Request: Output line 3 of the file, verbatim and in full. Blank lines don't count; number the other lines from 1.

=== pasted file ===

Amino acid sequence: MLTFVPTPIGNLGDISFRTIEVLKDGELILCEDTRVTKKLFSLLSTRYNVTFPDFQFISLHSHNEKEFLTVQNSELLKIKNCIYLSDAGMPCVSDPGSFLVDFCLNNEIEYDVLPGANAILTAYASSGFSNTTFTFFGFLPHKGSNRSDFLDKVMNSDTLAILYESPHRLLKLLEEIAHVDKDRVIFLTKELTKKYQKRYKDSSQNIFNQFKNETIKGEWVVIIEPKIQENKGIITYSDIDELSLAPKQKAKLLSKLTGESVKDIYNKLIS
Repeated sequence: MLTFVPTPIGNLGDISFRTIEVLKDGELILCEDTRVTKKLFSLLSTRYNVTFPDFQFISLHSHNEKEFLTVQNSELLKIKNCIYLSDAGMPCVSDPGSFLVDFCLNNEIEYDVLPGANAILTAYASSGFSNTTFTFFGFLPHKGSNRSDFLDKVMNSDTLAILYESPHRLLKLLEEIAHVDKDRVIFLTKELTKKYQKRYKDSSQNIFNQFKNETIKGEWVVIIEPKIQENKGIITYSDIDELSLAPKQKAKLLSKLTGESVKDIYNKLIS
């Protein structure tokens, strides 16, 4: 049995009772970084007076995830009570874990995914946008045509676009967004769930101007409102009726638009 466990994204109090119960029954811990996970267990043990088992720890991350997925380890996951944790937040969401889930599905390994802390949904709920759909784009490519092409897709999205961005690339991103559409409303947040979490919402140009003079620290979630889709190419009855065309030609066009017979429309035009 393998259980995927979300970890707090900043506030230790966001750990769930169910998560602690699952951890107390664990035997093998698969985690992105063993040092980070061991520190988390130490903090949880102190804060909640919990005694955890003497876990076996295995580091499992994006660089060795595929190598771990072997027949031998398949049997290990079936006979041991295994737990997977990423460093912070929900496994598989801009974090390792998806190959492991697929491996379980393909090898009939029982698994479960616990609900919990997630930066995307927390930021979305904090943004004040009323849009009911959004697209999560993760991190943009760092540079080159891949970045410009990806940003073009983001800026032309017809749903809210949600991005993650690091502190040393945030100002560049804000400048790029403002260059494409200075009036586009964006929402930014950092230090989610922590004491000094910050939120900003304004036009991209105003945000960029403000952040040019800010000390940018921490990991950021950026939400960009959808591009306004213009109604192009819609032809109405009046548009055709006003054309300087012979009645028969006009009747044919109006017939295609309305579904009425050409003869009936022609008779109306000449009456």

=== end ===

């Protein structure tokens, strides 16, 4: 049995009772970084007076995830009570874990995914946008045509676009967004769930101007409102009726638009 466990994204109090119960029954811990996970267990043990088992720890991350997925380890996951944790937040969401889930599905390994802390949904709920759909784009490519092409897709999205961005690339991103559409409303947040979490919402140009003079620290979630889709190419009855065309030609066009017979429309035009 393998259980995927979300970890707090900043506030230790966001750990769930169910998560602690699952951890107390664990035997093998698969985690992105063993040092980070061991520190988390130490903090949880102190804060909640919990005694955890003497876990076996295995580091499992994006660089060795595929190598771990072997027949031998398949049997290990079936006979041991295994737990997977990423460093912070929900496994598989801009974090390792998806190959492991697929491996379980393909090898009939029982698994479960616990609900919990997630930066995307927390930021979305904090943004004040009323849009009911959004697209999560993760991190943009760092540079080159891949970045410009990806940003073009983001800026032309017809749903809210949600991005993650690091502190040393945030100002560049804000400048790029403002260059494409200075009036586009964006929402930014950092230090989610922590004491000094910050939120900003304004036009991209105003945000960029403000952040040019800010000390940018921490990991950021950026939400960009959808591009306004213009109604192009819609032809109405009046548009055709006003054309300087012979009645028969006009009747044919109006017939295609309305579904009425050409003869009936022609008779109306000449009456």